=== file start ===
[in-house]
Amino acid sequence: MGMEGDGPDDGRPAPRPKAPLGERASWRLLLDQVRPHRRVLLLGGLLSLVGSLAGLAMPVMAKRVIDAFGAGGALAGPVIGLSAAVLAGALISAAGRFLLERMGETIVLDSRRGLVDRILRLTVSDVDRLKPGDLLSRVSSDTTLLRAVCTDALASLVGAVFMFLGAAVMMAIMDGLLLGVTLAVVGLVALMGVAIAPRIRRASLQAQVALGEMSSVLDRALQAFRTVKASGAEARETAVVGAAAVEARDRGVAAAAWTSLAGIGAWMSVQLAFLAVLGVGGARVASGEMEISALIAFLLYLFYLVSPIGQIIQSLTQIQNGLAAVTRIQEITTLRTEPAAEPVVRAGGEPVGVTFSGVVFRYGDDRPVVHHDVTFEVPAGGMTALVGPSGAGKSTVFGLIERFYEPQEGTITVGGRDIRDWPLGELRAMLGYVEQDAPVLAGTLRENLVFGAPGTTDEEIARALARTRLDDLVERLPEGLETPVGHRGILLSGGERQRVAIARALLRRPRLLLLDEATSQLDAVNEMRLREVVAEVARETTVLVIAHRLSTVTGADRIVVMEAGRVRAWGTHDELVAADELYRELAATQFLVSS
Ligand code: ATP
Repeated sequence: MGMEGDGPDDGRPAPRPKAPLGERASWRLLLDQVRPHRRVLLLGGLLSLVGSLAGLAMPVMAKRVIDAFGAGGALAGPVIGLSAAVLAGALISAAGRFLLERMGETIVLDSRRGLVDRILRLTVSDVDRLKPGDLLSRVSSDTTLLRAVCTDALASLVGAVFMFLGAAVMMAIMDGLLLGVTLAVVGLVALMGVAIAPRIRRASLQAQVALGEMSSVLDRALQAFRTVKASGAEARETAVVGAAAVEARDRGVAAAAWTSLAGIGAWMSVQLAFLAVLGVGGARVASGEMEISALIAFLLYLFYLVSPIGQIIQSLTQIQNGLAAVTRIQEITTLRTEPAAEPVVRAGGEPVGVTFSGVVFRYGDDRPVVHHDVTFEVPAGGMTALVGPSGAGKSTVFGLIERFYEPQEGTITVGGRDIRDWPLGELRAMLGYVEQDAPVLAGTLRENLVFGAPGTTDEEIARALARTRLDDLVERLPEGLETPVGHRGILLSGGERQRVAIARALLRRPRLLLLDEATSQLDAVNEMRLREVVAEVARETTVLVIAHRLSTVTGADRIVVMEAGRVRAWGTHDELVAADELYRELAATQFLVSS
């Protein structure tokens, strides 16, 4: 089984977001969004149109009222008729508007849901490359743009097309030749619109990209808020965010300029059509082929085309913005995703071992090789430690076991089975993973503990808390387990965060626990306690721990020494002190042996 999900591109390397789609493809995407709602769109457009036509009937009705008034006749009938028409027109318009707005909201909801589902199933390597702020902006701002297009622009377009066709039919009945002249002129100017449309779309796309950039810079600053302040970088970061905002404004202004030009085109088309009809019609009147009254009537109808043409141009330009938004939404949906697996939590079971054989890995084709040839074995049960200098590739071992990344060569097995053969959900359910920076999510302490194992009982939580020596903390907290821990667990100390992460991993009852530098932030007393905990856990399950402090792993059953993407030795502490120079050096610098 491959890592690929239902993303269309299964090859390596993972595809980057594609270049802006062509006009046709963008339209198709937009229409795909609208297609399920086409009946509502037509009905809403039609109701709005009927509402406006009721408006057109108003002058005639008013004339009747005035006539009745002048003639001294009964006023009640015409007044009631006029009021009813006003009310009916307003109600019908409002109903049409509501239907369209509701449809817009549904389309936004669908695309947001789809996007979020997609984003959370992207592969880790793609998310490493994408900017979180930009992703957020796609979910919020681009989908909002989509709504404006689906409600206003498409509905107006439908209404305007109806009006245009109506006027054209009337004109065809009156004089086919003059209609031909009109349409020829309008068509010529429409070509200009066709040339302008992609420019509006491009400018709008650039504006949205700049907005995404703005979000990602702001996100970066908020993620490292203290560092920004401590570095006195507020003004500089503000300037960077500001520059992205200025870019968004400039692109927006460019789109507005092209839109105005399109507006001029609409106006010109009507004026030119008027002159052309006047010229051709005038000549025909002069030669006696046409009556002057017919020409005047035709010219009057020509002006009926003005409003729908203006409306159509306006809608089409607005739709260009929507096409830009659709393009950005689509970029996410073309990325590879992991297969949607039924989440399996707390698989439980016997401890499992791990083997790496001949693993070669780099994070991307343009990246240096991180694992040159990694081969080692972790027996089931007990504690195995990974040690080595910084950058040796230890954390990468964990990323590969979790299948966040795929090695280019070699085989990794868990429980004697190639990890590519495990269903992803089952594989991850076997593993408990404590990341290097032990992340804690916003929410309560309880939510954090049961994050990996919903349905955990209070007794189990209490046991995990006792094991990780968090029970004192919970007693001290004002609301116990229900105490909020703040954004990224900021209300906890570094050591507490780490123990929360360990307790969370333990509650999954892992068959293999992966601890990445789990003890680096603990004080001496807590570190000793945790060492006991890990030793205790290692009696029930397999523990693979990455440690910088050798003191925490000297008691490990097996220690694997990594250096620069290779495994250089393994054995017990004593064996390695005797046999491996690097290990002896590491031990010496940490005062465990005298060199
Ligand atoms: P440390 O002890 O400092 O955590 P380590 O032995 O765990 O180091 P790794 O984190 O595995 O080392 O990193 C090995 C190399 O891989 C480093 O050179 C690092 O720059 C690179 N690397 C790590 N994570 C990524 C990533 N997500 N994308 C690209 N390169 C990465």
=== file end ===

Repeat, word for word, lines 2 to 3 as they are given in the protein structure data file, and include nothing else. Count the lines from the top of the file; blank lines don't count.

Amino acid sequence: MGMEGDGPDDGRPAPRPKAPLGERASWRLLLDQVRPHRRVLLLGGLLSLVGSLAGLAMPVMAKRVIDAFGAGGALAGPVIGLSAAVLAGALISAAGRFLLERMGETIVLDSRRGLVDRILRLTVSDVDRLKPGDLLSRVSSDTTLLRAVCTDALASLVGAVFMFLGAAVMMAIMDGLLLGVTLAVVGLVALMGVAIAPRIRRASLQAQVALGEMSSVLDRALQAFRTVKASGAEARETAVVGAAAVEARDRGVAAAAWTSLAGIGAWMSVQLAFLAVLGVGGARVASGEMEISALIAFLLYLFYLVSPIGQIIQSLTQIQNGLAAVTRIQEITTLRTEPAAEPVVRAGGEPVGVTFSGVVFRYGDDRPVVHHDVTFEVPAGGMTALVGPSGAGKSTVFGLIERFYEPQEGTITVGGRDIRDWPLGELRAMLGYVEQDAPVLAGTLRENLVFGAPGTTDEEIARALARTRLDDLVERLPEGLETPVGHRGILLSGGERQRVAIARALLRRPRLLLLDEATSQLDAVNEMRLREVVAEVARETTVLVIAHRLSTVTGADRIVVMEAGRVRAWGTHDELVAADELYRELAATQFLVSS
Ligand code: ATP